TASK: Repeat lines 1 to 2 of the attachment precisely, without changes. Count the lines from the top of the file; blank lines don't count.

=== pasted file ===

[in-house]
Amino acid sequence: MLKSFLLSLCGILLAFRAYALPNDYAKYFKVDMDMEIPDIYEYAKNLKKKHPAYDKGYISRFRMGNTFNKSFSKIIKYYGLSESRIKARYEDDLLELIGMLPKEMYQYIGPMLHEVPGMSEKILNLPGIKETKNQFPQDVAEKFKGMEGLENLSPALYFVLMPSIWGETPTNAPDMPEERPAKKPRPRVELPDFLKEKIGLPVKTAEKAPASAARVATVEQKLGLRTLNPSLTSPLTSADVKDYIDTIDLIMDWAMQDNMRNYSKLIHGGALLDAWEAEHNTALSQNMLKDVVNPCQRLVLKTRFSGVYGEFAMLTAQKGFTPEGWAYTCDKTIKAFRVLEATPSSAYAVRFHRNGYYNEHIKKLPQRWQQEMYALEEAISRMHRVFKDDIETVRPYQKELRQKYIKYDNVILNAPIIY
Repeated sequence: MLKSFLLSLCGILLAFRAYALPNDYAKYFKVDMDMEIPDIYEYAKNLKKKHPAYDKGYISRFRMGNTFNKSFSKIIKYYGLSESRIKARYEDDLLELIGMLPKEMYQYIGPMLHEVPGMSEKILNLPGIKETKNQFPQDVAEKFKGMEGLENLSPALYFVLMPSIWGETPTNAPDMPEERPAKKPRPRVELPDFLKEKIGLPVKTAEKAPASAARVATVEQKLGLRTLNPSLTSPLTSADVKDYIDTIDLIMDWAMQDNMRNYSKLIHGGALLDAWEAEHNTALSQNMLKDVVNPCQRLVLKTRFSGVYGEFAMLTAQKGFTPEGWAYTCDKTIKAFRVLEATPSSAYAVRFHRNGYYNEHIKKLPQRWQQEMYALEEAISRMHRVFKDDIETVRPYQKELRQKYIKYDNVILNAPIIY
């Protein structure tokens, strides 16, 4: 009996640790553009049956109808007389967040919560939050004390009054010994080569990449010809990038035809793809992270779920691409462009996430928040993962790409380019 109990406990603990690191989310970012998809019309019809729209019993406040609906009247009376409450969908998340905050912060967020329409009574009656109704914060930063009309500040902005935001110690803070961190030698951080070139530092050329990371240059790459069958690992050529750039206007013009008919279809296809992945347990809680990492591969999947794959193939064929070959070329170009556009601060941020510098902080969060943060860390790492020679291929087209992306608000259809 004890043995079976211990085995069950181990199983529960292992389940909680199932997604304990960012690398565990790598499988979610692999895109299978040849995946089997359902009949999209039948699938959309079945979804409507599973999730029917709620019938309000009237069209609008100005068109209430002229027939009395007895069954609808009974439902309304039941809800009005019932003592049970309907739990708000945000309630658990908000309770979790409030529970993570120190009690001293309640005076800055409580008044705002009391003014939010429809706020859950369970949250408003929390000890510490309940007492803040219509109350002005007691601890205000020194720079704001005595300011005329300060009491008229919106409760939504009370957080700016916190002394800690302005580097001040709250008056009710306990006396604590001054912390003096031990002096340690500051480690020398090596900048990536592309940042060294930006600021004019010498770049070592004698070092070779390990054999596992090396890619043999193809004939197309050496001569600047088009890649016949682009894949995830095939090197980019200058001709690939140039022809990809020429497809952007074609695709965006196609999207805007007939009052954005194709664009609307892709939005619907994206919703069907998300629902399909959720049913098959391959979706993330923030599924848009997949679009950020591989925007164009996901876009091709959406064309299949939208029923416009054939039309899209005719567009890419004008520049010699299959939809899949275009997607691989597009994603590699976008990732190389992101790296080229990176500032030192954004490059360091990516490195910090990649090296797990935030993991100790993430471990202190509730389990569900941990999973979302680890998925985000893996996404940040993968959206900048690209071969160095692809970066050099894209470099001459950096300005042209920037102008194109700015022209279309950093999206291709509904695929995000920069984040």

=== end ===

[in-house]
Amino acid sequence: MLKSFLLSLCGILLAFRAYALPNDYAKYFKVDMDMEIPDIYEYAKNLKKKHPAYDKGYISRFRMGNTFNKSFSKIIKYYGLSESRIKARYEDDLLELIGMLPKEMYQYIGPMLHEVPGMSEKILNLPGIKETKNQFPQDVAEKFKGMEGLENLSPALYFVLMPSIWGETPTNAPDMPEERPAKKPRPRVELPDFLKEKIGLPVKTAEKAPASAARVATVEQKLGLRTLNPSLTSPLTSADVKDYIDTIDLIMDWAMQDNMRNYSKLIHGGALLDAWEAEHNTALSQNMLKDVVNPCQRLVLKTRFSGVYGEFAMLTAQKGFTPEGWAYTCDKTIKAFRVLEATPSSAYAVRFHRNGYYNEHIKKLPQRWQQEMYALEEAISRMHRVFKDDIETVRPYQKELRQKYIKYDNVILNAPIIY